Richard Wilbur, among our most distinguished living poets and a longtime contributor to this magazine, celebrates his ninetieth birthday on March 1 of this year. As the snows of Wilbur’s western New England were slowly yielding to auguries of spring, I found myself thinking, on this portentous event, of a passage from his poem “The Event,” in which he tries to fix in words the elusive significance of a swirling flight of birds.
Let that be the image on this birthday card for Wilbur, with the first eight lines of the poem for inscribed text, culminating in a wondrous and multifaceted simile:
As if a cast of grain leapt back to the hand,
A landscapeful of small black birds, intent
On the far south, convene at some command
At once in the middle of the air, at once are gone
With headlong and unanimous consent
From the pale trees and fields they settled on.
What is an individual thing? They roll
Like a drunken fingerprint across the sky!
Let others make the case for Wordsworth’s lonely cloud or Eliot’s etherized patient or Hughes’s raisin in the sun or Shakespeare’s summer’s day. My favorite simile in all of poetry is Wilbur’s “Like a drunken fingerprint across the sky!”
Effective similes always move in two diverging directions, helping us to see an object more clearly via a vivid comparison while at the same time distracting us by the very vividness of the other thing we’re invited to imagine. This happens all the time with Homer’s looping similes of bees and sheep, which take us far, far away from the killing fields of Troy and, then, drop us back, refreshed, for more horror and murderous mayhem. As Wilbur asks in another poem, “What, though for pain there is no other word, /Finds pleasure in the cruelest simile?”
We learn in high school that a simile is a comparison using “like” or “as,” that it is composed of two terms, tenor and vehicle, though no one can remember which is which. It doesn’t take long for it to dawn on us, however, that Wilbur’s drunken fingerprint has three parts: the birds and the fingerprint, obviously, but also the drunkenness. Do we imagine the birds as drunken, or the fingerprint? Or is it the poet-spectator who has drunk a little too much wine, like a woozy FBI investigator contemplating a suspect’s fingerprint? “It certainly looks like a match, but…”
In Wilbur’s poem, I see the birds in flight more clearly, as I imagine them, “with headlong and unanimous consent,” imitating the whorls and rivulets of a fingerprint. But then, for a split second, it’s as though the birds have flown away and I only see a giant fingerprint spread out against the otherwise empty sky.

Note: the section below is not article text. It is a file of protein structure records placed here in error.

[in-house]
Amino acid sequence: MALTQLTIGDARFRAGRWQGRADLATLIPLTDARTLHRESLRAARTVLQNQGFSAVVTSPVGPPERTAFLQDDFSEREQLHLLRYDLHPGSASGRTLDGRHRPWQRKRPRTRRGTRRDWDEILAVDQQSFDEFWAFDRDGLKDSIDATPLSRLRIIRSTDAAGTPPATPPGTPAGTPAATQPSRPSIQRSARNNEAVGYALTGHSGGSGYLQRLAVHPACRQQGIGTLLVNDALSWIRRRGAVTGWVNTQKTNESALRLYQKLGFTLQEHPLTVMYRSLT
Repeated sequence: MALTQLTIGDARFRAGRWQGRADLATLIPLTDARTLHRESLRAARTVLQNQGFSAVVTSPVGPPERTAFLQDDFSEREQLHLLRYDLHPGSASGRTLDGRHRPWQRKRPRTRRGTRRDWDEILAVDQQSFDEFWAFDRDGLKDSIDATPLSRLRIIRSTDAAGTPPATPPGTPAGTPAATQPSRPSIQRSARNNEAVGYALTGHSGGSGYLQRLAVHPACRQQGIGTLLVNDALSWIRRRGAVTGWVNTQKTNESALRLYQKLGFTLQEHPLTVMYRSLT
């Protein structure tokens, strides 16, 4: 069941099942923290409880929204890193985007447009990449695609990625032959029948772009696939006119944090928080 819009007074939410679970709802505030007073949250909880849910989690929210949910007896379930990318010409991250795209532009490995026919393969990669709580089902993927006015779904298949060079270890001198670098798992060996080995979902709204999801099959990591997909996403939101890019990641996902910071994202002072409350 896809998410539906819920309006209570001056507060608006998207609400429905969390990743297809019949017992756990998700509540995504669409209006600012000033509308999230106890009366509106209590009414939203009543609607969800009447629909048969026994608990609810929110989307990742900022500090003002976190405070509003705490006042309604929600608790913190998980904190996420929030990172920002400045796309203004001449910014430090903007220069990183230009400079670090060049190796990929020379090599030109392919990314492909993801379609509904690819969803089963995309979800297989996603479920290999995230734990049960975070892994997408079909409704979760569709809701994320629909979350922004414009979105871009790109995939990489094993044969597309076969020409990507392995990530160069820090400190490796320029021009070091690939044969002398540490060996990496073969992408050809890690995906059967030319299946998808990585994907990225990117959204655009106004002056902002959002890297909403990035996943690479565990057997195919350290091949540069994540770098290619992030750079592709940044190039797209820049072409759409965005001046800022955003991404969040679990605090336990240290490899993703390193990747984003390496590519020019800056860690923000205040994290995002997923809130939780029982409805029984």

In his lovely early sonnet “Praise in Summer,” Wilbur wondered why we needed such comparisons to see the world more clearly. Why, he asked, is there such “savor” in “this wrenching things awry./ Does sense so stale that it must needs derange/ The world to know it?” Apparently the answer is yes. The world must be renewed, made strange, or all of us are blind. “What is an individual thing?” In the poet’s imagination, at least, an individual thing is both itself and everything else that it resembles.
In one of his finest recent poems, “Lying,” Wilbur likens all literature to lying, made up of analogies and similes that equate one thing with something it’s clearly not: “Odd that a thing is most itself when likened.” Consider, for example, the onion: “How the shucked tunic of an onion, brushed/ To one side on a backlit chopping-boards/ And rocked by trifling currents, prints and prints/ Its bright, ribbed shadow like a flapping sail.” “Prints and prints…” Suddenly, for the first time, I notice the word “print” in that “drunken fingerprint,” the analogy with the imprint of poetry.
Looking for meaning in the patterns of birds in flight is an ancient form of divination, known as augury. When the Achaeans at the start of the Iliad are trying to figure out why Apollo is treating them so badly, showering them with plagues, they call on Calchas, “the clearest by far of all the seers/ who scan the flight of birds. He knew all things that are,/ all things that are past and all that are to come” (Book I, 80ff, Fagles translation). Wilbur’s opening simile of the cast of grain leaping back to the hand implies the vision of the augur, as do his closing lines:
It is by words and the defeat of words,
Down sudden vistas of the vain attempt,
That for a flying moment one may see
By what cross-purposes the world is dreamt.
Actually, Wilbur’s drunken fingerprint draws on two kinds of divination. One is augury by reading the flight of birds. Another is palmistry, reading the future in the whorls of a person’s open hand. Perhaps there is a third kind of divination, or at least inspiration, in that Dionysian drunkenness, that mood in which we try, sometimes against our better judgment, to envision in the blurred mirror of a wineglass a future rife with possibility.
The mood of divination, of dreaming some larger pattern in the seemingly random events of the world, is at the heart of many of Wilbur’s most memorable poems, such as the recent and heartbreaking “The House” (in which a widower summons an imagined house from memories of his wife’s recurrent dreams) and such superb longer poems as “Advice to a Prophet,” “Walking to Sleep,” and “The Mind-Reader.”
And so, Richard Wilbur, strong dreamer, let our birthday greeting end with your own prayer from “Walking to Sleep”:
Let all things storm your thought with the moiled flocking
Of startled rookeries, or flak in air,
Or blossom-fall, and out of that come striding
In the strong dream by which you have been chosen.
Christopher Benfey is a contributing editor for The New Republic.